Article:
Tuesday, 14th July 2020

Moving on from the cloud conversation

Is it time to stop talking about cloud? The easy answer is yes; we should focus more on the benefit to business and how the technology can help organisations meet their overall objectives. The longer, more complex answer is no; we shouldn’t stop talking about cloud, but we shouldn’t consider it the only solution. By Javid Khan, Chief Cloud Officer, Pulsant.

The reality is that for many businesses the cloud has already yielded great value, from cost savings, greater agility and being able to get to market quicker. For other businesses migrating their processes, systems and data to private, public or hybrid cloud is inevitable.

This is certainly the long-term outlook; over the next 10 years most workloads will make that move to cloud.

But what about in the meantime? How can businesses still extract value from their current hosting models and optimise their investment in existing technology?

Look at colocation as an example; it is an ideal way to begin the cloud journey, staging the approach until the business is ready to migrate. Organisations can take advantage of the lower costs and improved security, with their datacentre provider supplying connectivity and power requirements. The right provider can even deliver dynamic connectivity to cloud fabric to accelerate the journey to cloud.

Increasingly businesses are turning more towards hybrid hosting environments because it enables them to leverage their current investment in existing hosting methods, while also being able to take advantage of newer options, such as public cloud. This is especially true when assessing the maturity of cloud adoption in relation to business change.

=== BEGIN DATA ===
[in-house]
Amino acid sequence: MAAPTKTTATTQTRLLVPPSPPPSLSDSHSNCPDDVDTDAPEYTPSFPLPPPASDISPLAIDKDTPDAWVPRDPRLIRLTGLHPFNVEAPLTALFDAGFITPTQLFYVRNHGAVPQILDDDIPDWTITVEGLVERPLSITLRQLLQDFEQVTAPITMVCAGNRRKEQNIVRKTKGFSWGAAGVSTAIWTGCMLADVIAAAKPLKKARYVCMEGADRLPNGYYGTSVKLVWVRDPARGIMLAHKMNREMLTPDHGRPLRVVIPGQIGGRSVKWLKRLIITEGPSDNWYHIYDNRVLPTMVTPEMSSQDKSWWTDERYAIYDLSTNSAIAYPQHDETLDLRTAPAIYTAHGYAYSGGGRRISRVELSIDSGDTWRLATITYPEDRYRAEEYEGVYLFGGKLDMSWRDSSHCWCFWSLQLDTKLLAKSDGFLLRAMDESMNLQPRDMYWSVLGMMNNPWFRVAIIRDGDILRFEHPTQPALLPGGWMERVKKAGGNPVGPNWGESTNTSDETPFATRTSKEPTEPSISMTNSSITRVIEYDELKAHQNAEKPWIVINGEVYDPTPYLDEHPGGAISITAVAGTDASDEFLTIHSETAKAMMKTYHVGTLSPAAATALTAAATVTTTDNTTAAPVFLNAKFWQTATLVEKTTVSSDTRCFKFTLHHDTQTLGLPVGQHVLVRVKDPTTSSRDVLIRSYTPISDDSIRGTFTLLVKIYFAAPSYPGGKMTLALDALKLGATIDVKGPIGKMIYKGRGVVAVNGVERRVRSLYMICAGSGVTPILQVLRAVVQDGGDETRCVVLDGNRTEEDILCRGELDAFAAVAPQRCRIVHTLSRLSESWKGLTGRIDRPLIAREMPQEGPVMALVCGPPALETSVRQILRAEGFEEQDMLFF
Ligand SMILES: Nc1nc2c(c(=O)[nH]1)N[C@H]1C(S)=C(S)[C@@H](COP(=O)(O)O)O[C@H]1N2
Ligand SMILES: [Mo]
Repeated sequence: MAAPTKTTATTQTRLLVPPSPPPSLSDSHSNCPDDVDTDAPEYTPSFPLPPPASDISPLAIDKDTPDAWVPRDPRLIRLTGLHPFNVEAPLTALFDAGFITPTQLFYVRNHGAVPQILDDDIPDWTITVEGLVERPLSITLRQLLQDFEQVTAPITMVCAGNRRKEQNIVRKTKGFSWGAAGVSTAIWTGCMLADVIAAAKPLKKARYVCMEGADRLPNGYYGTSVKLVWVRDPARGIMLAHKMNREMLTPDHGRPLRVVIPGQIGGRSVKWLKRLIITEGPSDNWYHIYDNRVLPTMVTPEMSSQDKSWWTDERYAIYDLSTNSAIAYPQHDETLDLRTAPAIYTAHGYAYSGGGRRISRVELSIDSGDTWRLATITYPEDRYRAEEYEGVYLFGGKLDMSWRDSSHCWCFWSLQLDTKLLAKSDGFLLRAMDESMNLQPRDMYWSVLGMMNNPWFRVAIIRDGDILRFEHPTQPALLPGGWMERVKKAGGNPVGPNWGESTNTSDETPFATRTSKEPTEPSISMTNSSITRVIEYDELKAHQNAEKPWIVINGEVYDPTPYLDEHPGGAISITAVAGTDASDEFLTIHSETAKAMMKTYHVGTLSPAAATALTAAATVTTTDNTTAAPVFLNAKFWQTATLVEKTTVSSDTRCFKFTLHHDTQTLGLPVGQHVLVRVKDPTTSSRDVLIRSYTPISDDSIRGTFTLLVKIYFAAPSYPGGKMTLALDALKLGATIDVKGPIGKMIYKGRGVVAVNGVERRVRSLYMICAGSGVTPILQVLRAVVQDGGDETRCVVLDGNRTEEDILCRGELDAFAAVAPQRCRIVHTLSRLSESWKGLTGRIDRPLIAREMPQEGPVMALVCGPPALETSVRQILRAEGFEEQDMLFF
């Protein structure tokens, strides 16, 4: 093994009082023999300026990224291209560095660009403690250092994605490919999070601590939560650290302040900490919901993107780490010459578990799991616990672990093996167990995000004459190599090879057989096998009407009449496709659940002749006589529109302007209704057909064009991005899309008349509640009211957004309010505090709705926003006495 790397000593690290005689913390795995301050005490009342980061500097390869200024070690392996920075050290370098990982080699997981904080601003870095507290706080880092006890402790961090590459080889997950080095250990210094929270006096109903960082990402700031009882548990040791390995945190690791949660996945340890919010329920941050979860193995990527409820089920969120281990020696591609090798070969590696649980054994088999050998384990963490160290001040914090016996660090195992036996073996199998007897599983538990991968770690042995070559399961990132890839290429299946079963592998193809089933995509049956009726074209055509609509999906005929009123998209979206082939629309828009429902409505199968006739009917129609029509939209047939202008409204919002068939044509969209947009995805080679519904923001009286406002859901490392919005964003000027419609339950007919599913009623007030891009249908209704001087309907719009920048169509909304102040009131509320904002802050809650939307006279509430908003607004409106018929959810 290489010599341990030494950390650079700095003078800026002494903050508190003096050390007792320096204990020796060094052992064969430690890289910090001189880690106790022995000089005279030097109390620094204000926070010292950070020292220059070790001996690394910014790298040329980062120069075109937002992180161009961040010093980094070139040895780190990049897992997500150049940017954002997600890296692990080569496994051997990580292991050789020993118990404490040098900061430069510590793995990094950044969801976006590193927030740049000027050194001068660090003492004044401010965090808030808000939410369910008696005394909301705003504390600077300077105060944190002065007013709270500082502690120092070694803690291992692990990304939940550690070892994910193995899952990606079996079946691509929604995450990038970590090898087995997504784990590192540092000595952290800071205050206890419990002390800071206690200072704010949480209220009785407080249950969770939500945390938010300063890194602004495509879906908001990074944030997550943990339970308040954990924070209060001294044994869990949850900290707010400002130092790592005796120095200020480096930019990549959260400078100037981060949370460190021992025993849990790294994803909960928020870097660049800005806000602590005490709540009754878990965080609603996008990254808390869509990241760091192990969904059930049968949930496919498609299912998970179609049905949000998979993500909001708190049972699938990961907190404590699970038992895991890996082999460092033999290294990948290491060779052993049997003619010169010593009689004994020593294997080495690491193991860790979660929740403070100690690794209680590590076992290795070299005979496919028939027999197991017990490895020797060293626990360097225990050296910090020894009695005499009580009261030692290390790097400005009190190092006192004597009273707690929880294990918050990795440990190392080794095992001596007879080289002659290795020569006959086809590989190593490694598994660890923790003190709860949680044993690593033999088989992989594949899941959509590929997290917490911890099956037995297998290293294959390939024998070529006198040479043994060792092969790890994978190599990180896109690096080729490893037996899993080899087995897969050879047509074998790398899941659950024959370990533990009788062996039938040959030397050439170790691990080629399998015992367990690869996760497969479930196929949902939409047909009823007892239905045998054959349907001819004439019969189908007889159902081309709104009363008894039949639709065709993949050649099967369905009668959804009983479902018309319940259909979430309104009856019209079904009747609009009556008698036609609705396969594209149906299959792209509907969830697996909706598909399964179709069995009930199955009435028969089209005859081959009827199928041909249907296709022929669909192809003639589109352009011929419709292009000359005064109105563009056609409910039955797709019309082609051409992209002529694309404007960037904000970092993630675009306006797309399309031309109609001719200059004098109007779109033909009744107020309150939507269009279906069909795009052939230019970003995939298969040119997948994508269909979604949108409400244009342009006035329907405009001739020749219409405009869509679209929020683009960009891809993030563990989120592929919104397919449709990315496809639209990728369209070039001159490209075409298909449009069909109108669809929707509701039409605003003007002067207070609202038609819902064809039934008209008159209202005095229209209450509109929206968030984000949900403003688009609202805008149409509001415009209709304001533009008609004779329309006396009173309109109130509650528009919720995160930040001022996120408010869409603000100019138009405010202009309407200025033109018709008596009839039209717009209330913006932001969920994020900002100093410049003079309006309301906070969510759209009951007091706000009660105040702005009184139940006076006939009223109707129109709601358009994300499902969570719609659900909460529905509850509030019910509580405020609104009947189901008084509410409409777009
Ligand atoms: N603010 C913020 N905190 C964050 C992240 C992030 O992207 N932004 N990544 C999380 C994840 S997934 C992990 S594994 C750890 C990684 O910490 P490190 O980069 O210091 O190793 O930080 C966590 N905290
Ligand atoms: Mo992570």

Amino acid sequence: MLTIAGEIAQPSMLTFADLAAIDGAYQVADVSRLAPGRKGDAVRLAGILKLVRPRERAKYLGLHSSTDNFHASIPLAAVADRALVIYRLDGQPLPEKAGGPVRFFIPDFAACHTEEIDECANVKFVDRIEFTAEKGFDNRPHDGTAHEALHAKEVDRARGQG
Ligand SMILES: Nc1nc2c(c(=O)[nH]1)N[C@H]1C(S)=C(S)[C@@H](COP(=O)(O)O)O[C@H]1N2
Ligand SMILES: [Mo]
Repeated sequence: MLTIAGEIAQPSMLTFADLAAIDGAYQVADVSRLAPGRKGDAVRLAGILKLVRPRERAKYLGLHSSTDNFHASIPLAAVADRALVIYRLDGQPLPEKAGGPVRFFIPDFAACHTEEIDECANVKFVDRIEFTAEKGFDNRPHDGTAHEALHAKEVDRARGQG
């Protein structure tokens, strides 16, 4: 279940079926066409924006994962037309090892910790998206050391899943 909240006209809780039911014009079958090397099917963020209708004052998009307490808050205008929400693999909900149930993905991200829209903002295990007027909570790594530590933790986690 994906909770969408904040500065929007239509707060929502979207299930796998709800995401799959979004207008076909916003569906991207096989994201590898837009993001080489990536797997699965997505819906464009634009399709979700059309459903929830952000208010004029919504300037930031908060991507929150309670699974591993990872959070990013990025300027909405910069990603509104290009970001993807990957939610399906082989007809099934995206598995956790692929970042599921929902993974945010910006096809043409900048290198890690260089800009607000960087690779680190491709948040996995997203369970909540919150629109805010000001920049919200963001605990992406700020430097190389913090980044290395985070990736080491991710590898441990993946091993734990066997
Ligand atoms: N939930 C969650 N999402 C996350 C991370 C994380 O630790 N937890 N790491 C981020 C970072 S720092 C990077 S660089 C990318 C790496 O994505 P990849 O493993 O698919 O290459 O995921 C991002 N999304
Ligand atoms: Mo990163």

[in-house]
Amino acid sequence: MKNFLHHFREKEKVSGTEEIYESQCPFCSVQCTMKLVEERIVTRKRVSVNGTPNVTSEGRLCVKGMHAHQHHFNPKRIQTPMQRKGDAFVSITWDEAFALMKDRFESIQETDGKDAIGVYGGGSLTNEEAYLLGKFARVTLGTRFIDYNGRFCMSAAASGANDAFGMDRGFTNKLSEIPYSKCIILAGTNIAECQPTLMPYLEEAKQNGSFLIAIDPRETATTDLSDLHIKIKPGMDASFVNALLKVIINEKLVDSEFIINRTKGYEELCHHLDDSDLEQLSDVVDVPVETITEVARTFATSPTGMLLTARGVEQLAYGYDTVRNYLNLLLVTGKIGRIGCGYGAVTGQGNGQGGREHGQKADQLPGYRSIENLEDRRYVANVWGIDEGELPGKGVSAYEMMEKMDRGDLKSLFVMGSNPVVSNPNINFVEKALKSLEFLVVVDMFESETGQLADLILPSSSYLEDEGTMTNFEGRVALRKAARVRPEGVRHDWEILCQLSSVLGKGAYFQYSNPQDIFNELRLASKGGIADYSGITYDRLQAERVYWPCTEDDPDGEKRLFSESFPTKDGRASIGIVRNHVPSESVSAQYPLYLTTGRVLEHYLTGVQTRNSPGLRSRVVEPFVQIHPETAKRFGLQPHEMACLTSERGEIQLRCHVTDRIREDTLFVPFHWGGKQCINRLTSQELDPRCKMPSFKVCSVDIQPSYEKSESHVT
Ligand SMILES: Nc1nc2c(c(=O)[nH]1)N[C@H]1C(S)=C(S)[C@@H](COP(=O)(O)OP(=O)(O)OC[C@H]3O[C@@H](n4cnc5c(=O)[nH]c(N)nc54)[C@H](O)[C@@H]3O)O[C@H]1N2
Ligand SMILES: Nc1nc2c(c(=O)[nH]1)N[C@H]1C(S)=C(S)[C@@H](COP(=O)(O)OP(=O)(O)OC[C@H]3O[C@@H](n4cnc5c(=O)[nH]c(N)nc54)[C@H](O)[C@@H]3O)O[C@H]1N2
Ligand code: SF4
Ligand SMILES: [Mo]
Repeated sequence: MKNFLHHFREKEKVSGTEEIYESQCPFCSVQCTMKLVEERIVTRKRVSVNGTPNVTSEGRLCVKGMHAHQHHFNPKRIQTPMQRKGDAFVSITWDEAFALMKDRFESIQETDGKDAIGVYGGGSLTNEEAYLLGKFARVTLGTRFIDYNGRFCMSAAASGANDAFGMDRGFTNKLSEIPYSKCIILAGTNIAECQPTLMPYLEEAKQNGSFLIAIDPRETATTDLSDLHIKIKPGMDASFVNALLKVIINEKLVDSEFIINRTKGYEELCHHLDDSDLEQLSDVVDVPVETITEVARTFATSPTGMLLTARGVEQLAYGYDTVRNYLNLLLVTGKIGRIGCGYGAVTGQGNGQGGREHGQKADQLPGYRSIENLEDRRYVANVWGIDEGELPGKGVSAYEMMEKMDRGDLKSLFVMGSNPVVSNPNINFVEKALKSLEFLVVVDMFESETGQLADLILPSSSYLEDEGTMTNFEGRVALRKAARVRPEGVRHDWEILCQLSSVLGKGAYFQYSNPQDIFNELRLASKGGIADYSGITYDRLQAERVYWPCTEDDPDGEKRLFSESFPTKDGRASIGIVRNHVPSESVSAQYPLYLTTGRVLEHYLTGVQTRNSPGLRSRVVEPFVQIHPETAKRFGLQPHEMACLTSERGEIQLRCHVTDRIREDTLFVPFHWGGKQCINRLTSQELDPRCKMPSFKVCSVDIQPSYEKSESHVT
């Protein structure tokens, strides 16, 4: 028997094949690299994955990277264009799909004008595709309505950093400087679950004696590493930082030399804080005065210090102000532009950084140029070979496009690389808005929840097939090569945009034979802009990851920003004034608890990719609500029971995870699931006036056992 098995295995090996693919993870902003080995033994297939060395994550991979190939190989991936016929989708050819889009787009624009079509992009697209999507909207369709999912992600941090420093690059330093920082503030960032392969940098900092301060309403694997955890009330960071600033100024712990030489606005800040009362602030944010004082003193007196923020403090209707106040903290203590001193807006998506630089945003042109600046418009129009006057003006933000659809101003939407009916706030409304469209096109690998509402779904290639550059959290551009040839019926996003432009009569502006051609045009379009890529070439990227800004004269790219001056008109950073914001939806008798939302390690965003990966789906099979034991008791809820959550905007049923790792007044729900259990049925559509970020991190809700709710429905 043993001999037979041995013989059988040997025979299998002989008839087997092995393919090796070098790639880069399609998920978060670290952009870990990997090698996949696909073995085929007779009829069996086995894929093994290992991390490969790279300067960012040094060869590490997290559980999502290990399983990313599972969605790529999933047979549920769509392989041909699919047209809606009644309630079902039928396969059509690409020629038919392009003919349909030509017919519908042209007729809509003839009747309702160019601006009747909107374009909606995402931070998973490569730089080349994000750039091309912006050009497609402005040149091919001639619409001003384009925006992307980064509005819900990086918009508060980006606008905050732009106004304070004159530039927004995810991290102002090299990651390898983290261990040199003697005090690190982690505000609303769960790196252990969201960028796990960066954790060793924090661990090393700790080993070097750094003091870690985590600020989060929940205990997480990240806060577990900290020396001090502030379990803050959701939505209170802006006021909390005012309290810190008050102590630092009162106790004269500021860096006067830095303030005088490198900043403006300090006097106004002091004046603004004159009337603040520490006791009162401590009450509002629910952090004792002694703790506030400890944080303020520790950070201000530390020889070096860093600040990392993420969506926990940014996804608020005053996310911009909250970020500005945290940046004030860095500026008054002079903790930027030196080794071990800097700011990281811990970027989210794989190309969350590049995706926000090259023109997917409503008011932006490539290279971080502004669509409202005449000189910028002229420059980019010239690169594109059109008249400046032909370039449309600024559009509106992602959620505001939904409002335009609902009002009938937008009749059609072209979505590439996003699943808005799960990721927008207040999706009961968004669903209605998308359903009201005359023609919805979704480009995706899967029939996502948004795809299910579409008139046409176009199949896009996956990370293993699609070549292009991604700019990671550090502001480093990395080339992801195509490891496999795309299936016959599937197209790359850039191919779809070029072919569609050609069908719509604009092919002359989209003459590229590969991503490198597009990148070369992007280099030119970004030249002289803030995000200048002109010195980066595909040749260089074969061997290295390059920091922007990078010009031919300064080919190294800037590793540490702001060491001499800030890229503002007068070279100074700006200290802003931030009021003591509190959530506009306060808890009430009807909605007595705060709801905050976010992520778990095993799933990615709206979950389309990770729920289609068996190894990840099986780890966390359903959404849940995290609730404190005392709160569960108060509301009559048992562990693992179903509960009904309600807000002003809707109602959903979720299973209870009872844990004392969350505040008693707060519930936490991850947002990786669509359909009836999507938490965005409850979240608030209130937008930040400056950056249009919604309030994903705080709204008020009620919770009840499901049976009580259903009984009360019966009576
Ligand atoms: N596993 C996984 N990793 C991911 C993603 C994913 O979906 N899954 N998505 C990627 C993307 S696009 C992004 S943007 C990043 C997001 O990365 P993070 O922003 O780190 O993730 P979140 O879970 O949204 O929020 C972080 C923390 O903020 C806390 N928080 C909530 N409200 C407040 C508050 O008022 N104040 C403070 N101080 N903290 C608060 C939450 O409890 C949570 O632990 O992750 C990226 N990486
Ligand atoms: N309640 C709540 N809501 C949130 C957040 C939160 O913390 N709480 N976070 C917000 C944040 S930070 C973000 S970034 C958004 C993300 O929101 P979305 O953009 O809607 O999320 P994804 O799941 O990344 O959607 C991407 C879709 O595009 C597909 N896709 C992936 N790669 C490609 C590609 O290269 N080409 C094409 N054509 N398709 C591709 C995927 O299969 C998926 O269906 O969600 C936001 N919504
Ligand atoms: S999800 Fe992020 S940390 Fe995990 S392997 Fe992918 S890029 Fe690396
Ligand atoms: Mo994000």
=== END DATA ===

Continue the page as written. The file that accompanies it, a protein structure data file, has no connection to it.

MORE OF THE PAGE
Some organisations need a slow progression to public cloud and similarly there is a limit to how much they can use. As a result, a hybrid approach will add more value. Many businesses have hybrid environments already, making use of cloud in some form, be it a SaaS application or Microsoft Office 365; on-premises hosting and colocation.

To begin this journey, organisations should consider a cloud readiness assessment to help analyse their entire IT estate to determine which systems, processes and applications are best suited to migration.

This can also help answer three key questions: First, why does the business want to move? What are the technical and business goals, and are they aligned? The second question is how are they going to move? Consider the impact this will have on infrastructure, staff, processes, and business overall. And finally, when will this happen? Will they evolve at their own pace, using a hybrid approach; or transform completely?


There’s little doubt that cloud can deliver value to business, whether that’s immediately, in the longer term, or in the form of public, private or a hybrid model. The most important thing to consider is that each organisation is different, as are their requirements and objectives. As such, it’s up to them and (preferably) a vendor-agnostic cloud partner to develop the best roadmap to enable them to reach those goals.

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